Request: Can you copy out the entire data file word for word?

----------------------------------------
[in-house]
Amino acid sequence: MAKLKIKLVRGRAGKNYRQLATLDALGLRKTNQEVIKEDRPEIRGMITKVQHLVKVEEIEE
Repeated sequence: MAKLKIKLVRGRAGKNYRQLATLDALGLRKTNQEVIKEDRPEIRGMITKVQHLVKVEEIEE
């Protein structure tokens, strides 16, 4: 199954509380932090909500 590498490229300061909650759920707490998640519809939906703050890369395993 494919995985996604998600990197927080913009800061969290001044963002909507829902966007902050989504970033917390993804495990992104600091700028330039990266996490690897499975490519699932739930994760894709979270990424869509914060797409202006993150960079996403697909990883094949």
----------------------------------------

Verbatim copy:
[in-house]
Amino acid sequence: MAKLKIKLVRGRAGKNYRQLATLDALGLRKTNQEVIKEDRPEIRGMITKVQHLVKVEEIEE
Repeated sequence: MAKLKIKLVRGRAGKNYRQLATLDALGLRKTNQEVIKEDRPEIRGMITKVQHLVKVEEIEE
């Protein structure tokens, strides 16, 4: 199954509380932090909500 590498490229300061909650759920707490998640519809939906703050890369395993 494919995985996604998600990197927080913009800061969290001044963002909507829902966007902050989504970033917390993804495990992104600091700028330039990266996490690897499975490519699932739930994760894709979270990424869509914060797409202006993150960079996403697909990883094949």